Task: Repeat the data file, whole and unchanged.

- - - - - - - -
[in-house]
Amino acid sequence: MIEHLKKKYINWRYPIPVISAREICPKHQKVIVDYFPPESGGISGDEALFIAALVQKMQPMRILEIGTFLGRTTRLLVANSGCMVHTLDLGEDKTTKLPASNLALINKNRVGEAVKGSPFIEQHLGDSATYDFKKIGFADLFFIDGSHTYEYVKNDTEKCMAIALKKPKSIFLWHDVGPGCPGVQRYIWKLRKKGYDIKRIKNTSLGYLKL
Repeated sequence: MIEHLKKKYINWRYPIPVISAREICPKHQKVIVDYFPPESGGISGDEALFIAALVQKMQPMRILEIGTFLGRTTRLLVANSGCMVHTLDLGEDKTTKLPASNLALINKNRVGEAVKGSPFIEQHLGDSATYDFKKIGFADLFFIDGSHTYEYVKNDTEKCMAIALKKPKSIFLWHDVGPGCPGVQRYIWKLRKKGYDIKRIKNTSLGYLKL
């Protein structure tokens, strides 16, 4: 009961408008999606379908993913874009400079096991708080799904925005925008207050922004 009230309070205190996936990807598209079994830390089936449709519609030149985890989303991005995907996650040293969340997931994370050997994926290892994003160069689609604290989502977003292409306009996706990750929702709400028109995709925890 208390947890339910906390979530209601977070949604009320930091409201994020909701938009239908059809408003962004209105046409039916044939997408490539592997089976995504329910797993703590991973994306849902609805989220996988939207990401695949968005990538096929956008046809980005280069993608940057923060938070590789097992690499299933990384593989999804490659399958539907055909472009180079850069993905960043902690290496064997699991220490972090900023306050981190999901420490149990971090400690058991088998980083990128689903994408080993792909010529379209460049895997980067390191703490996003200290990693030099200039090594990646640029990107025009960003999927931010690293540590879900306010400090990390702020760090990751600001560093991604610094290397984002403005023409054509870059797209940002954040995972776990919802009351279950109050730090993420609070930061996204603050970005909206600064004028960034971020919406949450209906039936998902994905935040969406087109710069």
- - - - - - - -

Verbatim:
[in-house]
Amino acid sequence: MIEHLKKKYINWRYPIPVISAREICPKHQKVIVDYFPPESGGISGDEALFIAALVQKMQPMRILEIGTFLGRTTRLLVANSGCMVHTLDLGEDKTTKLPASNLALINKNRVGEAVKGSPFIEQHLGDSATYDFKKIGFADLFFIDGSHTYEYVKNDTEKCMAIALKKPKSIFLWHDVGPGCPGVQRYIWKLRKKGYDIKRIKNTSLGYLKL
Repeated sequence: MIEHLKKKYINWRYPIPVISAREICPKHQKVIVDYFPPESGGISGDEALFIAALVQKMQPMRILEIGTFLGRTTRLLVANSGCMVHTLDLGEDKTTKLPASNLALINKNRVGEAVKGSPFIEQHLGDSATYDFKKIGFADLFFIDGSHTYEYVKNDTEKCMAIALKKPKSIFLWHDVGPGCPGVQRYIWKLRKKGYDIKRIKNTSLGYLKL
């Protein structure tokens, strides 16, 4: 009961408008999606379908993913874009400079096991708080799904925005925008207050922004 009230309070205190996936990807598209079994830390089936449709519609030149985890989303991005995907996650040293969340997931994370050997994926290892994003160069689609604290989502977003292409306009996706990750929702709400028109995709925890 208390947890339910906390979530209601977070949604009320930091409201994020909701938009239908059809408003962004209105046409039916044939997408490539592997089976995504329910797993703590991973994306849902609805989220996988939207990401695949968005990538096929956008046809980005280069993608940057923060938070590789097992690499299933990384593989999804490659399958539907055909472009180079850069993905960043902690290496064997699991220490972090900023306050981190999901420490149990971090400690058991088998980083990128689903994408080993792909010529379209460049895997980067390191703490996003200290990693030099200039090594990646640029990107025009960003999927931010690293540590879900306010400090990390702020760090990751600001560093991604610094290397984002403005023409054509870059797209940002954040995972776990919802009351279950109050730090993420609070930061996204603050970005909206600064004028960034971020919406949450209906039936998902994905935040969406087109710069």